To the editor:
Two recent university-related events have given me pause to consider the way higher education is headed.
The first one is the selection as president of the University of Iowa of a businessman with minimal qualifications to lead a university. Some years ago in a discussion of the basic nature of universities, my fellow class members and the professor agreed that the purpose of a university is the preservation and encouragement of the highest intellectual pursuits in liberal and fine arts, which are pursued in several colleges within the university. Having a well-trained staff for the business world is important and should be encouraged. But we agreed that business colleges belong in a separate school.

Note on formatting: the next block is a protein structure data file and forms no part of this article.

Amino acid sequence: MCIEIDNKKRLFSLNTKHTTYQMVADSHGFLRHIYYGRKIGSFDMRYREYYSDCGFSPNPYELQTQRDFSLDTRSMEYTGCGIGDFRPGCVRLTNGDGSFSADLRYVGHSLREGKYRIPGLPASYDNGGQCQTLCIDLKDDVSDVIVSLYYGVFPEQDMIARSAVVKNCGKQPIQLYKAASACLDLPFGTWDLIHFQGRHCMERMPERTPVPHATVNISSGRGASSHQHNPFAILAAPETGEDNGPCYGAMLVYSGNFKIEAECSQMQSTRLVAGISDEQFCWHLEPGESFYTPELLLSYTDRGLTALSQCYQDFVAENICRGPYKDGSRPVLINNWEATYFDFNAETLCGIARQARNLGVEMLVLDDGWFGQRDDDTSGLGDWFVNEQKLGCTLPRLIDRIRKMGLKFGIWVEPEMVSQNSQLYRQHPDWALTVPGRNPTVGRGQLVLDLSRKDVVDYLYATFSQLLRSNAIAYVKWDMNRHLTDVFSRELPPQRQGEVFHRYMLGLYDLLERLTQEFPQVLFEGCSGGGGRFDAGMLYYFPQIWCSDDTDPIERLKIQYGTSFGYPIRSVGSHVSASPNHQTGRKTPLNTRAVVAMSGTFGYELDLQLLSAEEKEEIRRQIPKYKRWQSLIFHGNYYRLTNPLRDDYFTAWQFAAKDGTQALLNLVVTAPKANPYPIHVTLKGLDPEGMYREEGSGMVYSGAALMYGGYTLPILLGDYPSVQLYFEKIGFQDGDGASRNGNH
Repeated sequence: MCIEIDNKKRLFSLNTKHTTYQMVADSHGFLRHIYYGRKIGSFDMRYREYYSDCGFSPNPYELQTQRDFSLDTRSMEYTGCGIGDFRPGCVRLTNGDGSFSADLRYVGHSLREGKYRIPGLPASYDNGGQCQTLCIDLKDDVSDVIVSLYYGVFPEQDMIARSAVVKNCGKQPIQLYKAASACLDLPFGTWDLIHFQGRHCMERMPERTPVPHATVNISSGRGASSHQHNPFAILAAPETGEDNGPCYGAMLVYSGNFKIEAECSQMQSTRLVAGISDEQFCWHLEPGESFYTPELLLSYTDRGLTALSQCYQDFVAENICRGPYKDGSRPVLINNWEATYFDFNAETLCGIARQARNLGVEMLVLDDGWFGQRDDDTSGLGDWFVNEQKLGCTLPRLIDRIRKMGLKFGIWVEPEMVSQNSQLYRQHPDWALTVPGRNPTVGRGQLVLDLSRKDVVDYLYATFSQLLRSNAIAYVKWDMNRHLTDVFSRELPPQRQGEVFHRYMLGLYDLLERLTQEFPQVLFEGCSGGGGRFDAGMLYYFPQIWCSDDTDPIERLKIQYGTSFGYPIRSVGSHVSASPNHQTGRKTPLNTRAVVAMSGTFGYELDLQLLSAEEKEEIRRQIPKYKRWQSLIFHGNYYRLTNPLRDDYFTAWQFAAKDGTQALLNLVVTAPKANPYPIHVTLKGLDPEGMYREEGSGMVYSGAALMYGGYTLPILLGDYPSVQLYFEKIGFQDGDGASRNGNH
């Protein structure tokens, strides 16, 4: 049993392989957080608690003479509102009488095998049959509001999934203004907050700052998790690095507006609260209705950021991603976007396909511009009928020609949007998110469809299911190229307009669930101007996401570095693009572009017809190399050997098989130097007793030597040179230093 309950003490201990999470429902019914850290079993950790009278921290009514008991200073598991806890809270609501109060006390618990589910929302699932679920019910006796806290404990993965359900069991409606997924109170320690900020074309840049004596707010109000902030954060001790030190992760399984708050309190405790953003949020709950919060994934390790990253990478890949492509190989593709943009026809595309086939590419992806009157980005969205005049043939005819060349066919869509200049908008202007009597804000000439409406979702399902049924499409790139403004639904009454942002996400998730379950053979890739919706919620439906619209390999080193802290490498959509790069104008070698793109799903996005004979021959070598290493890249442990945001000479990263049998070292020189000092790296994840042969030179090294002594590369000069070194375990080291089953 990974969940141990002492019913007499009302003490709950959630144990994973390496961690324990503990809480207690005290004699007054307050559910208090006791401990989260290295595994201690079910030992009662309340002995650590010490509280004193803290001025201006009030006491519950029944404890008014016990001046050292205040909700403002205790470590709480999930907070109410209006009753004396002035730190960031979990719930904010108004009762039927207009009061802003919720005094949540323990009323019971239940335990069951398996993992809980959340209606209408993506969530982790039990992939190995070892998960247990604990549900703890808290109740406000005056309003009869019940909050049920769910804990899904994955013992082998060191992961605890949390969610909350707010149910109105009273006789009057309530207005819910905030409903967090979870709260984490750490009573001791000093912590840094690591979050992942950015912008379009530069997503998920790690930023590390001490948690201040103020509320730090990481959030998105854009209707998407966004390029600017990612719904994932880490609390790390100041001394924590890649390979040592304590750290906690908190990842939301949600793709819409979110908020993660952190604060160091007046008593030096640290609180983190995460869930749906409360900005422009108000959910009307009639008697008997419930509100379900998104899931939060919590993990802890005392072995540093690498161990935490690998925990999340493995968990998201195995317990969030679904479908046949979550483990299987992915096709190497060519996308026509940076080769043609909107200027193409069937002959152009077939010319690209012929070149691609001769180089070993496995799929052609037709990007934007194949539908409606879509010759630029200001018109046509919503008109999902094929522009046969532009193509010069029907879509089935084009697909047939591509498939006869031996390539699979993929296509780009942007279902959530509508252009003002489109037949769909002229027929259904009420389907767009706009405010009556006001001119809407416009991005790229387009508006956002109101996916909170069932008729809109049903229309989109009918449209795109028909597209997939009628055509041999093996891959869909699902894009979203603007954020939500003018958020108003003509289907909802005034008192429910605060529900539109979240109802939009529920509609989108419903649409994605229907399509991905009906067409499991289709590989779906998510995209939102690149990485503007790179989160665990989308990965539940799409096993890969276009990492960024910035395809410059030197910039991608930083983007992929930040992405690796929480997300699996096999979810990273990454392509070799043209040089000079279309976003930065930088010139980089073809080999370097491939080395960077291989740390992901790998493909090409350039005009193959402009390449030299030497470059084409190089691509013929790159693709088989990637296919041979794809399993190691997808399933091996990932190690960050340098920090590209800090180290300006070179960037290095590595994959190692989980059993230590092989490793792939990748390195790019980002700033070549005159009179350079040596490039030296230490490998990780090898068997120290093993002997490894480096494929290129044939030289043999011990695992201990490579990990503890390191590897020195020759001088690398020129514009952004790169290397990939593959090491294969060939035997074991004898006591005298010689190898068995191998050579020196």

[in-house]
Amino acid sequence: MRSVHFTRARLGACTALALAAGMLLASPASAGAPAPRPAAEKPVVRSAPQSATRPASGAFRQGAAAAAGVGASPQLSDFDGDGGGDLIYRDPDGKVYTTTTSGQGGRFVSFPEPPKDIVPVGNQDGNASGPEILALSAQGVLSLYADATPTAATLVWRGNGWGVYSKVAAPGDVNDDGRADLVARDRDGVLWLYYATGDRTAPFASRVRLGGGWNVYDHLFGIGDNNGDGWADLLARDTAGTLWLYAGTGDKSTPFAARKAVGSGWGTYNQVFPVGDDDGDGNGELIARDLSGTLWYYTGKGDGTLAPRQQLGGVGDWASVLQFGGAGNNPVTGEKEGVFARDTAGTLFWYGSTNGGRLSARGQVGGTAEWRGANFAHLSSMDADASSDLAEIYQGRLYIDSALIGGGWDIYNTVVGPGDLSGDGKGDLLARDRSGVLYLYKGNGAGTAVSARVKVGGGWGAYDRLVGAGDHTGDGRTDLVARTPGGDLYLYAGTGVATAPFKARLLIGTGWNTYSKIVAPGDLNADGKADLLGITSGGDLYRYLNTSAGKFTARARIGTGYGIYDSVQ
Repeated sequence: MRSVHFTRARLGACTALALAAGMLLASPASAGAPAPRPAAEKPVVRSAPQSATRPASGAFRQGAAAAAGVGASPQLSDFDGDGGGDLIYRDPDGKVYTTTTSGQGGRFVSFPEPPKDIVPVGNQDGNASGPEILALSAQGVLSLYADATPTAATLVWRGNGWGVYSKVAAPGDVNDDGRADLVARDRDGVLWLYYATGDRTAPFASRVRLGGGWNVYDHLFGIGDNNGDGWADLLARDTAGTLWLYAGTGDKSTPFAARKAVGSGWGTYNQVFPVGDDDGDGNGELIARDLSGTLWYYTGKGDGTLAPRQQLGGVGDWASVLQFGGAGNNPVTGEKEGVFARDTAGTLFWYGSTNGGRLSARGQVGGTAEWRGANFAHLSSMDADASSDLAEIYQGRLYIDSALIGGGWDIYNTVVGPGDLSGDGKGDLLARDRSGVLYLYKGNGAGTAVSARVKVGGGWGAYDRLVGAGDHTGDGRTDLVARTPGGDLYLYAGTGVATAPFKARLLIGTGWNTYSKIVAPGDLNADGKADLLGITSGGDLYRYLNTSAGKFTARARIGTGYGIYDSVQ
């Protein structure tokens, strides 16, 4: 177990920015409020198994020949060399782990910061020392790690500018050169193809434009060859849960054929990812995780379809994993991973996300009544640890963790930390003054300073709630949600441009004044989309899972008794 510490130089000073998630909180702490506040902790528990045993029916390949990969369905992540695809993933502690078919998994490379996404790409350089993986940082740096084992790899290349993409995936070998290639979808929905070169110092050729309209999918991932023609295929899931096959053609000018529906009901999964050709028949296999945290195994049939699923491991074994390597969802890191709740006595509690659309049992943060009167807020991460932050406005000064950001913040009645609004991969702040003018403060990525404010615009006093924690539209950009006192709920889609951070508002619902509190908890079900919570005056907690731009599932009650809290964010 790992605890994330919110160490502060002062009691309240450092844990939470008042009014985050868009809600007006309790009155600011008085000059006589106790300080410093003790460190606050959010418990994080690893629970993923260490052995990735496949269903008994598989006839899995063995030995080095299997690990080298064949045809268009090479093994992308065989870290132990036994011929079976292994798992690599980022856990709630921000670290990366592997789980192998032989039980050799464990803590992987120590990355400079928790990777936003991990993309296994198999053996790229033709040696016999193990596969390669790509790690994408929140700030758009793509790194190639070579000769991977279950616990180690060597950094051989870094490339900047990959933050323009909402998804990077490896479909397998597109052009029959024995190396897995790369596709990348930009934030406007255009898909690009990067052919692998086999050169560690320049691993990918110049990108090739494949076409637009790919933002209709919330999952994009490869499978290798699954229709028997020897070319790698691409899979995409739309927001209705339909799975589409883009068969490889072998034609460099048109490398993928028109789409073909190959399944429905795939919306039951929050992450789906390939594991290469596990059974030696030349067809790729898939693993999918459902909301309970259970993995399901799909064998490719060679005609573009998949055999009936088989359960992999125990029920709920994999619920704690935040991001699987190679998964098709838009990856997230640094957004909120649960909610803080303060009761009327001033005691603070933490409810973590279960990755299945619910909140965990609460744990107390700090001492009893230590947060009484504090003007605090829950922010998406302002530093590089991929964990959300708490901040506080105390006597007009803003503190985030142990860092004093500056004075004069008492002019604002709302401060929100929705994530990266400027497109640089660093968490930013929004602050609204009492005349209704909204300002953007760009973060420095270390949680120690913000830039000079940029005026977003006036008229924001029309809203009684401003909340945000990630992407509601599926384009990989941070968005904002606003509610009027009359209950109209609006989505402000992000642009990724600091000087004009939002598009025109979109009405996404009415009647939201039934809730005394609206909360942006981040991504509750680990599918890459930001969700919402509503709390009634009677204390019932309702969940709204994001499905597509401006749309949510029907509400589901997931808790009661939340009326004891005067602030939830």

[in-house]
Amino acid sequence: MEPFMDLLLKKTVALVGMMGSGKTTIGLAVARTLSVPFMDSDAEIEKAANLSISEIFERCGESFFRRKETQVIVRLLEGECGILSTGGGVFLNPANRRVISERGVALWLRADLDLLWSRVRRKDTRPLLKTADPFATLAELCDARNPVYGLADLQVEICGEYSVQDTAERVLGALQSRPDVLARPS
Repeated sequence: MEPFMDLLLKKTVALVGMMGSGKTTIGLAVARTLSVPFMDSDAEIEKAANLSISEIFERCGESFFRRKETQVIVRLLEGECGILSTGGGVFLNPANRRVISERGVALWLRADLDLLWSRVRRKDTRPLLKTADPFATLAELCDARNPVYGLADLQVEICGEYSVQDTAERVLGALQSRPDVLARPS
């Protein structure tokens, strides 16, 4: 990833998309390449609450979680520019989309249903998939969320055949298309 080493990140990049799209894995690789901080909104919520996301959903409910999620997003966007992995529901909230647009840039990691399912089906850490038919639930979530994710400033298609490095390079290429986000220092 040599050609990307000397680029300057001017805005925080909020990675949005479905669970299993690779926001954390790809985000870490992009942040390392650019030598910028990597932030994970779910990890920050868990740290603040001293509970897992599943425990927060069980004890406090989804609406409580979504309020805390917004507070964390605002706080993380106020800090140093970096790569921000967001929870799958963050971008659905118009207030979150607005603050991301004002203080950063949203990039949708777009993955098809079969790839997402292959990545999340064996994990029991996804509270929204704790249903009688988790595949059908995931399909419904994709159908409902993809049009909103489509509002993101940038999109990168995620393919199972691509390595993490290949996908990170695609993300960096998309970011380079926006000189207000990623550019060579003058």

The second event was a discussion on NPR by sports people about the state of university sports teams. One strong supporter of athletics stated that the universities should admit that they no longer provide athletic competition for university scholars as they claim, but are now training grounds for professional athletes. He suggested that athletic teams should be separated from the universities and follow their present move toward pro athletics, leaving universities to sponsor intramural activities and provide education in physical development. Because the athletic sports department claims it is financially self-sufficient, this should cause no hardship for teams.
These two recent experiences have caused me to ask if now is a prime time to re-evaluate the real purpose of a university.
Elizabeth A. Belden